Favorite TV Moment: In Episode 5 of "The Sopranos," made before Weiner had joined the show, Tony quietly waits for daughter Meadow to finish a college entrance interview, minutes after having strangled a turncoat mobster. "The bravery of the moment and the reality of it, it was so inspiring and entertaining," he says.
Big Break: Landing a gig as a gag writer on the short-lived Fox sitcom "Party Girl" (1996), created by college friend Daisy von Scherler. "I didn't even know there was such a job."
The "Scream" movie franchise and teen soap "Dawson's Creek" put Williamson on the map in the late 1990s. But co-running a show about vampires in 2010 has proven a totally different beast. "Yes, we are riding the coattails of 'True Blood,' which I love, and 'Twilight,' " he says. "But we are also writing a horror movie, a teen drama, a family story and one about a small town, all in one. And there's a wink-wink to it all, too." Plec, who also has a film background ("Scream 3"), co-ran the ABC Family hit "Kyle XY" before joining Williamson to help the young-skewing CW attract a demo far broader than for its usual fare.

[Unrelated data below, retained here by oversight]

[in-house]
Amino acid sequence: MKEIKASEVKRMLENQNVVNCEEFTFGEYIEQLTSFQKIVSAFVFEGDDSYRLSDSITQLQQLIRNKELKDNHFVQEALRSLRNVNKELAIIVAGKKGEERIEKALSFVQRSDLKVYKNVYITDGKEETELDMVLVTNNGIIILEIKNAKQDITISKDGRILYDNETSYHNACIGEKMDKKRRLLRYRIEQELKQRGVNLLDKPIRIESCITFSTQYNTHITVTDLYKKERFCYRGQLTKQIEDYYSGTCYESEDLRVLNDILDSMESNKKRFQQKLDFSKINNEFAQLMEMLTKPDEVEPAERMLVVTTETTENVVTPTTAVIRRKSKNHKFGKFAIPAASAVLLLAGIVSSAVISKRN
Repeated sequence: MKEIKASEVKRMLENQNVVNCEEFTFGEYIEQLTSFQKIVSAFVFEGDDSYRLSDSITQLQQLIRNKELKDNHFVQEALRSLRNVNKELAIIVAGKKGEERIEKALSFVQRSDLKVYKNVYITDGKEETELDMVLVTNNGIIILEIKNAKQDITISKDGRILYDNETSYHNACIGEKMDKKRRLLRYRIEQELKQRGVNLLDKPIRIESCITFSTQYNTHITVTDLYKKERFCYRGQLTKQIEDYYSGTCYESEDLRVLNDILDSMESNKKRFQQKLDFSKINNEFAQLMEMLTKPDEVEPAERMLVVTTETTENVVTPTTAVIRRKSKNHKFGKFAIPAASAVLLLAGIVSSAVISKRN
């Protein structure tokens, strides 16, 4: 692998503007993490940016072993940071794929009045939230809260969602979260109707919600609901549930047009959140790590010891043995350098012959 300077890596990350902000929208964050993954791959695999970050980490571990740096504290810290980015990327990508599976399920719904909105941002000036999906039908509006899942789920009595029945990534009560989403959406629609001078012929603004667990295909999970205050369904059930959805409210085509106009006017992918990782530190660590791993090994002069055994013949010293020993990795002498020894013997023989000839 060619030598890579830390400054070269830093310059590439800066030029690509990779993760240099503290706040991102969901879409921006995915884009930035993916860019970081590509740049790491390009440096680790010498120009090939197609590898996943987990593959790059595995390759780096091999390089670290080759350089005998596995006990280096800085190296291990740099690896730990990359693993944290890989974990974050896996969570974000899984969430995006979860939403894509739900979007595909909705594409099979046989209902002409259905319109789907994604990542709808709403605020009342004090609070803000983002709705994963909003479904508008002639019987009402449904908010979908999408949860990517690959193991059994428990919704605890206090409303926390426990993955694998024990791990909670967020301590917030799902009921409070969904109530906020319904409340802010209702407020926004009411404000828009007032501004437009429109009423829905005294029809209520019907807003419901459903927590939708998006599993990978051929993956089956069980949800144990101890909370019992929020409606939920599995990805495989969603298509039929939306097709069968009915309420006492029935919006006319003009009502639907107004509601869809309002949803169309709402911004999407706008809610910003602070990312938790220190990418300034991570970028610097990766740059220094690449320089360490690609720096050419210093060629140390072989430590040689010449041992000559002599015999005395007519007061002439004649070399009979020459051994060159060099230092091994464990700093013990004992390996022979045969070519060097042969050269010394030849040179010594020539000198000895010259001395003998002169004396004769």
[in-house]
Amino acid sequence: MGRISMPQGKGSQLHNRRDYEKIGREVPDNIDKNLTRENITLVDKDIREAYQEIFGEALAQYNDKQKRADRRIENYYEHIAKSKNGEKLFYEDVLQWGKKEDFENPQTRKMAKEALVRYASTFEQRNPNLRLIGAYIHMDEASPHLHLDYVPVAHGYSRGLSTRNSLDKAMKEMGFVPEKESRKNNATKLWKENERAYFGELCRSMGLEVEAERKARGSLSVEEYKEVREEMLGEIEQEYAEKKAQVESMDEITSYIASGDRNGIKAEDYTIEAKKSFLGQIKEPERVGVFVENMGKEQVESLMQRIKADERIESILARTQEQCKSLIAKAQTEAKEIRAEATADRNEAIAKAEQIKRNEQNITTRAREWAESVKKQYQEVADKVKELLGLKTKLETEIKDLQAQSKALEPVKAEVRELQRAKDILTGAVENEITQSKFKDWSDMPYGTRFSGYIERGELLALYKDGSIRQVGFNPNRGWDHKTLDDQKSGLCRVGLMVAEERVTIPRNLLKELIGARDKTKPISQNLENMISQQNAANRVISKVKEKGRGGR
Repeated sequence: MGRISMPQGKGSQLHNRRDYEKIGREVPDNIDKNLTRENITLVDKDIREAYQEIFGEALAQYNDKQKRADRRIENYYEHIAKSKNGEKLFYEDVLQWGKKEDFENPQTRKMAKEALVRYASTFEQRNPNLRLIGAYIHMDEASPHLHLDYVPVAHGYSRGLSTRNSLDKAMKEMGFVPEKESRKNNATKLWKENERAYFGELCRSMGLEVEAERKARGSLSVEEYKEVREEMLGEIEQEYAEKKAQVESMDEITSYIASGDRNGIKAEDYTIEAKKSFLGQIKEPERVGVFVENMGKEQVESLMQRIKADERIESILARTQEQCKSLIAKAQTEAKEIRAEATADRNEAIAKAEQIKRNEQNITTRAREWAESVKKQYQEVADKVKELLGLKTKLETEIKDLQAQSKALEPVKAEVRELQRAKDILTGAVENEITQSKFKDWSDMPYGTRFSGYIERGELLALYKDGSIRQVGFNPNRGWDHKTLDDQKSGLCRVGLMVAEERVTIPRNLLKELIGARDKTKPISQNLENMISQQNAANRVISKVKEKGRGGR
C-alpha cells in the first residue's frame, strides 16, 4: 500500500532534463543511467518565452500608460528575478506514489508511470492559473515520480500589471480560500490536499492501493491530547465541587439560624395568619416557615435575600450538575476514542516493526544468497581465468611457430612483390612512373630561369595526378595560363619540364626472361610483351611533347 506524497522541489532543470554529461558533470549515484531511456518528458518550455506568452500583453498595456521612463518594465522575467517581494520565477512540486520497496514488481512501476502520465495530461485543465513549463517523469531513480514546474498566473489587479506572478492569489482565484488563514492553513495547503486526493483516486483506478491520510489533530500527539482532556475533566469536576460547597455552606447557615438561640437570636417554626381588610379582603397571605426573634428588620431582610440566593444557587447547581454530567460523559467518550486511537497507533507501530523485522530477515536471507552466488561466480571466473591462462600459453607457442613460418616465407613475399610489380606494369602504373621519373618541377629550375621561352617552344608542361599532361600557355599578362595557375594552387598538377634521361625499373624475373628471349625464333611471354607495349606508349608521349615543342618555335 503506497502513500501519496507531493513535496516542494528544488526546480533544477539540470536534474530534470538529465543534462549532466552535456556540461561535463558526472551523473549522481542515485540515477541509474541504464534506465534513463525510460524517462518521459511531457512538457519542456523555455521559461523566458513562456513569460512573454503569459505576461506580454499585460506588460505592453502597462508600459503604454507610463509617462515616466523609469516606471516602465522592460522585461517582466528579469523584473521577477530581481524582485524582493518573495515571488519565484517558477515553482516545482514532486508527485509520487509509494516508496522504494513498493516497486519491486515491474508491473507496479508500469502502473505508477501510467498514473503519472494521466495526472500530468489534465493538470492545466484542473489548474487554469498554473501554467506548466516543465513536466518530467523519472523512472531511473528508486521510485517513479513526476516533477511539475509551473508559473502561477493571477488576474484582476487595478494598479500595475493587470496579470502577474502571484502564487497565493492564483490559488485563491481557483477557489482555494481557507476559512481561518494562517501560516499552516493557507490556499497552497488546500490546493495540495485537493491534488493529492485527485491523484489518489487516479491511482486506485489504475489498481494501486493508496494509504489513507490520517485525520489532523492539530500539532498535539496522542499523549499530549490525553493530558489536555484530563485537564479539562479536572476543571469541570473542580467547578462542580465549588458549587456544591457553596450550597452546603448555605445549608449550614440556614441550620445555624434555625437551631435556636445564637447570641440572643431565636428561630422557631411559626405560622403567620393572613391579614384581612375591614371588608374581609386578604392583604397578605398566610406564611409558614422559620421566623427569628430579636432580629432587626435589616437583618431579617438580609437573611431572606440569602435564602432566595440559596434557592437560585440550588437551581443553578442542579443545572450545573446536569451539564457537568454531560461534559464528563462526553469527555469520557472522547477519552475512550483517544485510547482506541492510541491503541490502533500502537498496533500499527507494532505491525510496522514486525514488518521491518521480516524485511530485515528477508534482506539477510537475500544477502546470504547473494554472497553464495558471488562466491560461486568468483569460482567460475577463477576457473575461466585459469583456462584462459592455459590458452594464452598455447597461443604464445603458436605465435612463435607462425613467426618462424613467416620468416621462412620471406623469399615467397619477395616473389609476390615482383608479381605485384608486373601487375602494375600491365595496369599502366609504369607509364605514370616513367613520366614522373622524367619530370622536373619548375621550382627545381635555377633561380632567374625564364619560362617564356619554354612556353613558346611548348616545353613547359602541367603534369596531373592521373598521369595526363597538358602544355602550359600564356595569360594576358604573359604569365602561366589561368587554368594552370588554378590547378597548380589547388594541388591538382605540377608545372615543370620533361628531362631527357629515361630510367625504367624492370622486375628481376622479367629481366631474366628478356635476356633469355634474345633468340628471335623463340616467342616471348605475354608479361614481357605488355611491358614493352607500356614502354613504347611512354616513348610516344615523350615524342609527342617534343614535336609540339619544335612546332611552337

Favorite TV Moment: "David E. Kelley and 'Picket Fences' made me realize how powerful TV could be," Williamson says.
Big Break: "I was 24, waiting tables in New York, and [TV director] Paris Barclay needed a new assistant. I stage managed a cabaret for him because I had a theater background and pulled it together lickety-split. He was like, 'Wow!' He got me a job in L.A. after that."